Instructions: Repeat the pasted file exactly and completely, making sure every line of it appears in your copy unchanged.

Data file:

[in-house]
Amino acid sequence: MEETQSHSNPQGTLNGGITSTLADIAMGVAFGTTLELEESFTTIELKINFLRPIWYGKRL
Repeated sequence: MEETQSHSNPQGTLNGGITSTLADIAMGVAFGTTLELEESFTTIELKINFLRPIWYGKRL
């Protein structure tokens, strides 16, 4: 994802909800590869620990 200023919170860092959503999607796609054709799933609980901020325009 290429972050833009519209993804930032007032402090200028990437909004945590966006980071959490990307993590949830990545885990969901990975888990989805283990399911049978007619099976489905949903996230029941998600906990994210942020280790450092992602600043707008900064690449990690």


[in-house]
Amino acid sequence: MEETQSHSNPQGTLNGGITSTLADIAMGVAFGTTLELEESFTTIELKINFLRPIWYGKRL
Repeated sequence: MEETQSHSNPQGTLNGGITSTLADIAMGVAFGTTLELEESFTTIELKINFLRPIWYGKRL
């Protein structure tokens, strides 16, 4: 994802909800590869620990 200023919170860092959503999607796609054709799933609980901020325009 290429972050833009519209993804930032007032402090200028990437909004945590966006980071959490990307993590949830990545885990969901990975888990989805283990399911049978007619099976489905949903996230029941998600906990994210942020280790450092992602600043707008900064690449990690």